‘Neo-Liberalism’ Triumphed in 1978. Who Knew?
Prime Minister Kevin Rudd has produced a 7,700 word essay on The Global Financial Crisis. Only the first 1,500 words are currently available on-line. Until I have seen the rest, I’ll refrain from commenting on the substance, such as there is. If any readers have a samizdat copy, please send it through.
However, if the first 1,500 hundred words are any guide, we can safely comment on the Prime Minister’s style. Kevin Rudd is notorious for the mind-numbing emptiness of his public utterances. Rudd’s most overused phrase is ‘for the future’, so it was no surprise that this made it into the first 1,500 words, along with such awful clichés as ‘throw the baby out with the bathwater.’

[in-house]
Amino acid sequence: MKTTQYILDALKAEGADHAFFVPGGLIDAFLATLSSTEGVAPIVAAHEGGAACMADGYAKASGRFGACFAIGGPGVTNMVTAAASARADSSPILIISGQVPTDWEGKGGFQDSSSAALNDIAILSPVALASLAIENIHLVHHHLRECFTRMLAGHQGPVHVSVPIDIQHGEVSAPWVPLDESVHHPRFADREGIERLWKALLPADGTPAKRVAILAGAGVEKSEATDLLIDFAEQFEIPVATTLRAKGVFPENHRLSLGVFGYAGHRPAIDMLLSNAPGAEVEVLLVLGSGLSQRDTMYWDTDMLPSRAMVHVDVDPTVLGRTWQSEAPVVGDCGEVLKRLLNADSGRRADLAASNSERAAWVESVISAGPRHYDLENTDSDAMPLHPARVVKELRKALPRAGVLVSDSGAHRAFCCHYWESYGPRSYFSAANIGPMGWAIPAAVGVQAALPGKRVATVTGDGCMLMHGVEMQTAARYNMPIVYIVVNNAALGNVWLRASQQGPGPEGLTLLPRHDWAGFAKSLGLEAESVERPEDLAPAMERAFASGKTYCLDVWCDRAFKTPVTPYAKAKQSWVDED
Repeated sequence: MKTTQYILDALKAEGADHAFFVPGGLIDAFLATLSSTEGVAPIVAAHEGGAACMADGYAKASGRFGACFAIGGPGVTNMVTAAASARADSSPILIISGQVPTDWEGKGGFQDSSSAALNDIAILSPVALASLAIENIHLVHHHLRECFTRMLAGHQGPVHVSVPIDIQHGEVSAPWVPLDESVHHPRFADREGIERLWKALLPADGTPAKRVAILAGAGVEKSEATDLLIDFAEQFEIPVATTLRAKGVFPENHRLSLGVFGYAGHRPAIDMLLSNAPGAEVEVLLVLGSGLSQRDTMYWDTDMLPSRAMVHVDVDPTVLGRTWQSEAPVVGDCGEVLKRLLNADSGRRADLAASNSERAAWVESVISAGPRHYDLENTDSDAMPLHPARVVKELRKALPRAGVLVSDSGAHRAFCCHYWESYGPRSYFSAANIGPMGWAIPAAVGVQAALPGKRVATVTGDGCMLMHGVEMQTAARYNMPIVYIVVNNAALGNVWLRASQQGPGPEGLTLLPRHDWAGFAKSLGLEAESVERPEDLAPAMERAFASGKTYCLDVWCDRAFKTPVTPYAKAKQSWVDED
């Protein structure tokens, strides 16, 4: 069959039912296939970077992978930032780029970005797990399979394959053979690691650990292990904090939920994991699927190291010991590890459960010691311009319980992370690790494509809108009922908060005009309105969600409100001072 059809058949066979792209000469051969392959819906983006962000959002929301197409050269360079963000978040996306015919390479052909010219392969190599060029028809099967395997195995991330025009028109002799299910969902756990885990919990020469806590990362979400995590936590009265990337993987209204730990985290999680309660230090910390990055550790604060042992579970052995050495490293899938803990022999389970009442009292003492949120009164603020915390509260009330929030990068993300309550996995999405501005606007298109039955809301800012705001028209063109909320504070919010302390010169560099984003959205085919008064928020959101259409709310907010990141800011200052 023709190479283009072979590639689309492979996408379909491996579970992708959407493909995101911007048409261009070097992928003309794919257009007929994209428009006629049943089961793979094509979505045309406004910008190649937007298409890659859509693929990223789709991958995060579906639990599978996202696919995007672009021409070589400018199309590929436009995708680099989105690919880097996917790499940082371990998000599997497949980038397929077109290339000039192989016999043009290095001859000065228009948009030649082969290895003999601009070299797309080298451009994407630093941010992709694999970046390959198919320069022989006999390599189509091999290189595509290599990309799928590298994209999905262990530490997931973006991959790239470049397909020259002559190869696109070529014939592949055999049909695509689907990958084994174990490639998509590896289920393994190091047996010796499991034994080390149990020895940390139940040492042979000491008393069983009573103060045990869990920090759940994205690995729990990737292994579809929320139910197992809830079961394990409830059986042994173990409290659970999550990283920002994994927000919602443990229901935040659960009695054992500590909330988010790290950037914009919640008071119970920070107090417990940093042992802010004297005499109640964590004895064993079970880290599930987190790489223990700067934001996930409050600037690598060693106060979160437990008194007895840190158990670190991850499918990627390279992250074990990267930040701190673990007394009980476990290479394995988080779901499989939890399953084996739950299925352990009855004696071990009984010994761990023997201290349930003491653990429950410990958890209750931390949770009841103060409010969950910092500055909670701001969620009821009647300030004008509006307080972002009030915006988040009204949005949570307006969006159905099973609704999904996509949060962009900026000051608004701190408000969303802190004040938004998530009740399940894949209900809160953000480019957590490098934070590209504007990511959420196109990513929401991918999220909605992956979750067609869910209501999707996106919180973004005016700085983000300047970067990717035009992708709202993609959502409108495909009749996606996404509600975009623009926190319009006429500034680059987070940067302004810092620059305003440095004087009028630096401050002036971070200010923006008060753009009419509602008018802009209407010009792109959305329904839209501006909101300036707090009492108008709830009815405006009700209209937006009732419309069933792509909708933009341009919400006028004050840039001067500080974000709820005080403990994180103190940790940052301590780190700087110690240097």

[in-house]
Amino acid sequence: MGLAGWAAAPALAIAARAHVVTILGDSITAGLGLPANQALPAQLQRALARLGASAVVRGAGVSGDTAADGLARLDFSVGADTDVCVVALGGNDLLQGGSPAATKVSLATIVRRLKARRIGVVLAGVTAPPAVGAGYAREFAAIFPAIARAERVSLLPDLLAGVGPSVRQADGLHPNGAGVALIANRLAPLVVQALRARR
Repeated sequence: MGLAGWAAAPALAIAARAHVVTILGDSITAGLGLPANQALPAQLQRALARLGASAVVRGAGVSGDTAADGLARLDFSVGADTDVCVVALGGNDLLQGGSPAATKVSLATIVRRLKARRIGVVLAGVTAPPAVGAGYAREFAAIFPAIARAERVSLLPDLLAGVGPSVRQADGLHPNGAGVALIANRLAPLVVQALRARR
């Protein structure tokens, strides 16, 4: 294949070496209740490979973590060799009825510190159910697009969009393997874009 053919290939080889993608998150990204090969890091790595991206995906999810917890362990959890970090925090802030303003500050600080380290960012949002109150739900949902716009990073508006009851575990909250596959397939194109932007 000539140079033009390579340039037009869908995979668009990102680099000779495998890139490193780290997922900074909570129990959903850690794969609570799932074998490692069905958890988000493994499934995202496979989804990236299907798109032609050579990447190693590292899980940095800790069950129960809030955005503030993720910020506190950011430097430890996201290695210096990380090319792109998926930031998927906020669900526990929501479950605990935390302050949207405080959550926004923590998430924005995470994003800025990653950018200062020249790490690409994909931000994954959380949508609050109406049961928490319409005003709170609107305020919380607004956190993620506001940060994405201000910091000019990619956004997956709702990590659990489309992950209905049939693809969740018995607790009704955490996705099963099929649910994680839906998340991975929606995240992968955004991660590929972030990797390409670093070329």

As with his ‘Between Hayek and Brezhnev’ speech to CIS in August last year, Rudd posits two straw men and then places himself in the reasonable centre. Rudd’s approach to argument is thus very similar to his approach to politics. His strategy is to minimise points of disagreement. But what works well as political strategy won’t fly as serious argument.
posted on 31 January 2009 by skirchner in Economics, Politics
(14) Comments | Permalink | Main
Next entry: Rudd in Wonderland
Previous entry: Rudd Bank versus AussieMac